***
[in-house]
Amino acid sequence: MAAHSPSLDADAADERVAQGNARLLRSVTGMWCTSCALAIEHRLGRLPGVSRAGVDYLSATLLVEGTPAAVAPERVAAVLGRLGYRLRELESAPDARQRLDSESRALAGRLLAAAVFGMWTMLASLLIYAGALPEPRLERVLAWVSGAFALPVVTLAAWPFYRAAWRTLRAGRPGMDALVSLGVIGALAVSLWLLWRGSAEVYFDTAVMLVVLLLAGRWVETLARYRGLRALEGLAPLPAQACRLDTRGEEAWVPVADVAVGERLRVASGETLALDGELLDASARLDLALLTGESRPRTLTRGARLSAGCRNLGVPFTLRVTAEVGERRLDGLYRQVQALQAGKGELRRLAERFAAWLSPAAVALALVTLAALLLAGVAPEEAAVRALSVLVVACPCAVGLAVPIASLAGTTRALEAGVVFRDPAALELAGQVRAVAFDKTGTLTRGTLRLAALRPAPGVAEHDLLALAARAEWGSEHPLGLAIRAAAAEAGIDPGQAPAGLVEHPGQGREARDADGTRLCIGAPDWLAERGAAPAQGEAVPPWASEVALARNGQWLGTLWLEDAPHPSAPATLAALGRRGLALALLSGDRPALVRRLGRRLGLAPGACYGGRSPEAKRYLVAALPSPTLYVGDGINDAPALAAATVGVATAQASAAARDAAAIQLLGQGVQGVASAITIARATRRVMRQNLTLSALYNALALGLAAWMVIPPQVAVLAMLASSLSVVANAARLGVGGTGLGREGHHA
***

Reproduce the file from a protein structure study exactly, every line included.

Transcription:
[in-house]
Amino acid sequence: MAAHSPSLDADAADERVAQGNARLLRSVTGMWCTSCALAIEHRLGRLPGVSRAGVDYLSATLLVEGTPAAVAPERVAAVLGRLGYRLRELESAPDARQRLDSESRALAGRLLAAAVFGMWTMLASLLIYAGALPEPRLERVLAWVSGAFALPVVTLAAWPFYRAAWRTLRAGRPGMDALVSLGVIGALAVSLWLLWRGSAEVYFDTAVMLVVLLLAGRWVETLARYRGLRALEGLAPLPAQACRLDTRGEEAWVPVADVAVGERLRVASGETLALDGELLDASARLDLALLTGESRPRTLTRGARLSAGCRNLGVPFTLRVTAEVGERRLDGLYRQVQALQAGKGELRRLAERFAAWLSPAAVALALVTLAALLLAGVAPEEAAVRALSVLVVACPCAVGLAVPIASLAGTTRALEAGVVFRDPAALELAGQVRAVAFDKTGTLTRGTLRLAALRPAPGVAEHDLLALAARAEWGSEHPLGLAIRAAAAEAGIDPGQAPAGLVEHPGQGREARDADGTRLCIGAPDWLAERGAAPAQGEAVPPWASEVALARNGQWLGTLWLEDAPHPSAPATLAALGRRGLALALLSGDRPALVRRLGRRLGLAPGACYGGRSPEAKRYLVAALPSPTLYVGDGINDAPALAAATVGVATAQASAAARDAAAIQLLGQGVQGVASAITIARATRRVMRQNLTLSALYNALALGLAAWMVIPPQVAVLAMLASSLSVVANAARLGVGGTGLGREGHHA